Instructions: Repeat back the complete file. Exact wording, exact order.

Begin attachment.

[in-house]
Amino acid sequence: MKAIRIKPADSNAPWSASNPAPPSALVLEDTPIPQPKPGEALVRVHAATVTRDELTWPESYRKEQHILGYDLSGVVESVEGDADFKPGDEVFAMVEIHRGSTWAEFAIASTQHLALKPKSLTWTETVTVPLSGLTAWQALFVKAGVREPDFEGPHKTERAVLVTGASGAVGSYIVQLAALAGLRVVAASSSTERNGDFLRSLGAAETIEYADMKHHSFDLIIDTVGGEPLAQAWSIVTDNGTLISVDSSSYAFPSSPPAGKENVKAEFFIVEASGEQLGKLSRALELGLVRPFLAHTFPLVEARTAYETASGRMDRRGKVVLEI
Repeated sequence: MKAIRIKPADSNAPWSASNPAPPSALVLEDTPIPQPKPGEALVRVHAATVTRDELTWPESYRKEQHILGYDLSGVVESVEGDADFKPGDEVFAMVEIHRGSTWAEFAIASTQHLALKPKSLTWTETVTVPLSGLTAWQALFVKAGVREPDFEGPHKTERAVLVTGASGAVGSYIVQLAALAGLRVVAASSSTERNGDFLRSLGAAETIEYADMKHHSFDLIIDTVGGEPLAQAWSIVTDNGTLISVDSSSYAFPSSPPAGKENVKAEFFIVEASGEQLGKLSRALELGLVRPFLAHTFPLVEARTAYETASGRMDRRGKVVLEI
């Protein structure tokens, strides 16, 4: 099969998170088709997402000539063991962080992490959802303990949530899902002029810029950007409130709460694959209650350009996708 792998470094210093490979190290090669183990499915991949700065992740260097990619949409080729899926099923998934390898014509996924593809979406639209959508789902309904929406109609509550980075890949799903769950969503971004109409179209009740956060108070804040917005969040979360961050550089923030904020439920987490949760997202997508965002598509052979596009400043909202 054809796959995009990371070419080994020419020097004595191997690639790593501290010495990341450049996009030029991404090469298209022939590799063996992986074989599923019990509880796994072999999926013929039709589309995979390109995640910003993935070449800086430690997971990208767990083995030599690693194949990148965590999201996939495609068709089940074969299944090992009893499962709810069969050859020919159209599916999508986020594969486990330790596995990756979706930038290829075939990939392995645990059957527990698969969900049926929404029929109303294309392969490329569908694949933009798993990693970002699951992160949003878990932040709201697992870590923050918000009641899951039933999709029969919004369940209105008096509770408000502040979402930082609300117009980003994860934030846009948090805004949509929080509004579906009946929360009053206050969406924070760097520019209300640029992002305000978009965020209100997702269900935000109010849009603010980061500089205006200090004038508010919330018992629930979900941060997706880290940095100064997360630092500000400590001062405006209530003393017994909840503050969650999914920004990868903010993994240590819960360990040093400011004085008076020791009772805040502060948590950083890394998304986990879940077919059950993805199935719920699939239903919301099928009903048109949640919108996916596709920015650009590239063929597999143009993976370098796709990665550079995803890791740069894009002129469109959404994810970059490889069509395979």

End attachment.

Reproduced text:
[in-house]
Amino acid sequence: MKAIRIKPADSNAPWSASNPAPPSALVLEDTPIPQPKPGEALVRVHAATVTRDELTWPESYRKEQHILGYDLSGVVESVEGDADFKPGDEVFAMVEIHRGSTWAEFAIASTQHLALKPKSLTWTETVTVPLSGLTAWQALFVKAGVREPDFEGPHKTERAVLVTGASGAVGSYIVQLAALAGLRVVAASSSTERNGDFLRSLGAAETIEYADMKHHSFDLIIDTVGGEPLAQAWSIVTDNGTLISVDSSSYAFPSSPPAGKENVKAEFFIVEASGEQLGKLSRALELGLVRPFLAHTFPLVEARTAYETASGRMDRRGKVVLEI
Repeated sequence: MKAIRIKPADSNAPWSASNPAPPSALVLEDTPIPQPKPGEALVRVHAATVTRDELTWPESYRKEQHILGYDLSGVVESVEGDADFKPGDEVFAMVEIHRGSTWAEFAIASTQHLALKPKSLTWTETVTVPLSGLTAWQALFVKAGVREPDFEGPHKTERAVLVTGASGAVGSYIVQLAALAGLRVVAASSSTERNGDFLRSLGAAETIEYADMKHHSFDLIIDTVGGEPLAQAWSIVTDNGTLISVDSSSYAFPSSPPAGKENVKAEFFIVEASGEQLGKLSRALELGLVRPFLAHTFPLVEARTAYETASGRMDRRGKVVLEI
């Protein structure tokens, strides 16, 4: 099969998170088709997402000539063991962080992490959802303990949530899902002029810029950007409130709460694959209650350009996708 792998470094210093490979190290090669183990499915991949700065992740260097990619949409080729899926099923998934390898014509996924593809979406639209959508789902309904929406109609509550980075890949799903769950969503971004109409179209009740956060108070804040917005969040979360961050550089923030904020439920987490949760997202997508965002598509052979596009400043909202 054809796959995009990371070419080994020419020097004595191997690639790593501290010495990341450049996009030029991404090469298209022939590799063996992986074989599923019990509880796994072999999926013929039709589309995979390109995640910003993935070449800086430690997971990208767990083995030599690693194949990148965590999201996939495609068709089940074969299944090992009893499962709810069969050859020919159209599916999508986020594969486990330790596995990756979706930038290829075939990939392995645990059957527990698969969900049926929404029929109303294309392969490329569908694949933009798993990693970002699951992160949003878990932040709201697992870590923050918000009641899951039933999709029969919004369940209105008096509770408000502040979402930082609300117009980003994860934030846009948090805004949509929080509004579906009946929360009053206050969406924070760097520019209300640029992002305000978009965020209100997702269900935000109010849009603010980061500089205006200090004038508010919330018992629930979900941060997706880290940095100064997360630092500000400590001062405006209530003393017994909840503050969650999914920004990868903010993994240590819960360990040093400011004085008076020791009772805040502060948590950083890394998304986990879940077919059950993805199935719920699939239903919301099928009903048109949640919108996916596709920015650009590239063929597999143009993976370098796709990665550079995803890791740069894009002129469109959404994810970059490889069509395979």